Demanding debates and a debut winner: Bacup & Rawtenstall Grammar School and Springwood High School take the final crowns of the year

A fitting way to approach the end of a challenging but inspiring academic year

It has been an eventful academic year as Debating Matters has moved our unique format online to provide a much-needed dose of public-spirited debate and discussion in the midst of the coronavirus pandemic. The most recent of our online championships provided a fantastic illustration of how essential Debating Matters can be, and gave a great justification for the work done to make sure Debating Matters can thrive online.

It was also a great demonstration of how the Debating Matters format allows new schools to thrive, with both Springwood High School making their debut in the competition but managing to come away with the crown. Bacup & Rawtenstall, winning with a unique approach, also demonstrated another Debating Matters ideal: “Debating Matters because ideas matter”.

Of course, a debate needs two sides and the June’s other finalist, Invicta Grammar School, along with July’s runner up Ysgol Gyfun Plasmawr, showed a great range of arguments as they beat other schools to make it through to the final. Credit also to all the schools competing in our final two championships: Oundle School, The Kingston Academy, The Burgate School and Sixth Form, and St George’s College, Weybridge – in June – and Cirencester College, Richmond upon Thames College, Jersey School for Girls, and John Hampden Grammar School in July. 

If the Debating Matters Online format proved itself towards the beginning of the academic year, where Maidstone Grammar School and Barnard Castle School won the first two championships, as we approached the end the online format has only become more polished, and our new series of Public Policy Championships have given schools and colleges the chance to delve into pressing cultural, scientific and social issues.

For these championships, it was great to release a new and newly updated range of the famed Debating Matters topic guides, covering topical issues such as whether governments should impose extra duties on Universities to uphold free speech, if vaccine passports will benefit societyif the UK should reduce the foreign aid budget, what should be done with controversial statues and contested museum artefacts, whether UBI is a solution to social and economic problems, and many more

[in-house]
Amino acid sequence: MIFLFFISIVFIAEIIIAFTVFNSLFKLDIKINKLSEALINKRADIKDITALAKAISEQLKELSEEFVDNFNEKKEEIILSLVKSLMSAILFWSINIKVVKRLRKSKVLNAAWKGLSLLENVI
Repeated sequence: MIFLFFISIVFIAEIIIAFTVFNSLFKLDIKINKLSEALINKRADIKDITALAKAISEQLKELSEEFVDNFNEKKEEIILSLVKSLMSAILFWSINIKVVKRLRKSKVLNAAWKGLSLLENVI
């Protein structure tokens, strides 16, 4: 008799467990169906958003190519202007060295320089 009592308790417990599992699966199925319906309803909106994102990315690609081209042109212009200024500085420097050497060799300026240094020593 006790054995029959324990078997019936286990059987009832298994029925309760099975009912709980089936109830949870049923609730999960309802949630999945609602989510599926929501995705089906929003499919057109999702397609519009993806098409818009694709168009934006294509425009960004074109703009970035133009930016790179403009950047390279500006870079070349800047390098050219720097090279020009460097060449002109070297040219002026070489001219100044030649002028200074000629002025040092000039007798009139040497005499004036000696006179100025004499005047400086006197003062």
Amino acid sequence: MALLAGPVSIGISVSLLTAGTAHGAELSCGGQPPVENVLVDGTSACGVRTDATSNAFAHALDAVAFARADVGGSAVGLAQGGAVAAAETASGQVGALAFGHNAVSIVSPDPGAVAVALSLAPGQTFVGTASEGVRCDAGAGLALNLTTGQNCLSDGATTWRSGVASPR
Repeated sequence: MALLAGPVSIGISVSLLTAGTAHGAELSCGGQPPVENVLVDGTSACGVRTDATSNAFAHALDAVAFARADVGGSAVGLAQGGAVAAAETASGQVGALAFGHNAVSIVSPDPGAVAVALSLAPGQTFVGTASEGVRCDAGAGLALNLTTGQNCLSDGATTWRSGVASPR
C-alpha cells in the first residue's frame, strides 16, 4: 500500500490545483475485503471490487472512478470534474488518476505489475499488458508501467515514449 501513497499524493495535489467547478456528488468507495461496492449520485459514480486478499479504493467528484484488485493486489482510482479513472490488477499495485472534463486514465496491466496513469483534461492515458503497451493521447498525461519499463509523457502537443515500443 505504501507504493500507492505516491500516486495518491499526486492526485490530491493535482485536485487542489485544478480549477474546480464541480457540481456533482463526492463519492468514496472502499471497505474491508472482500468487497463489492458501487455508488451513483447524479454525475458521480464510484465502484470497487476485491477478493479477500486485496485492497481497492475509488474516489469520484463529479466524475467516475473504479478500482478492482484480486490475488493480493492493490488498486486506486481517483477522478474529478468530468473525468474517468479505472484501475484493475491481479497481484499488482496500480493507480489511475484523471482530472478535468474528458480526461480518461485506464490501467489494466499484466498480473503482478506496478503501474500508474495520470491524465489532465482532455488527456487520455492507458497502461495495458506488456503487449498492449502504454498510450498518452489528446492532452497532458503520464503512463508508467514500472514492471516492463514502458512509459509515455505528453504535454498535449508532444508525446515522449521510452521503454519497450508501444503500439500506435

We offer our thanks to the Politics and Economics Research Trust (PERT) for their support of these Public Policy Championships. We knew from the first of these championships, held earlier in the year, how vital it is to give pupils the chance to debate these pressing public policy issues and June’s championship has proven this again.

Many pupils stood out in these debates, and came away with prizes generously donated by organisations such as Hodder Education, Prospect Magazine, Oxford University Press, and the Academy of Ideas. Over the past year, as society has faced considerable challenges, the support of these organisations has been more important than ever and Debating Matters offers thanks for their generous support.

The students getting their hands on individual prizes were, for the July competition, Cindy Igeme of Richmond upon Thames College who won ‘Commended’, Katie Mutyambizi of Ysgol Gyfun Plasmawr, who won ‘Highly Commended’, and the ‘Best Individual’ of the competition went to Zara Bek from winning school Springwood High School. In June, the winners were Niamh Miller from The Burgate School who won ‘Commended’, Asher Ghafoor from Bacup and Rawstenstall, who won ‘Highly Commended’, and the ‘Best Individual’ of the competition went to Annie from Invicta Grammar school.

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Whilst Debating Matters relished the chance to take the format online, allowing schools from around the country to debate each other, and allowing us to once again bring the format to Germany for this year’s Debating Matters Berlin, the year has presented significant challenges for schools. That’s why we want to recognise the hard work and dedication of teachers up and down the country who have responded to these challenges with passion and inspiration.

However, Debating Matters – like many pupils, teachers, parents and others – certainly looks forward to when schools are able to return to normal and in-person Debating Matters Championships can return!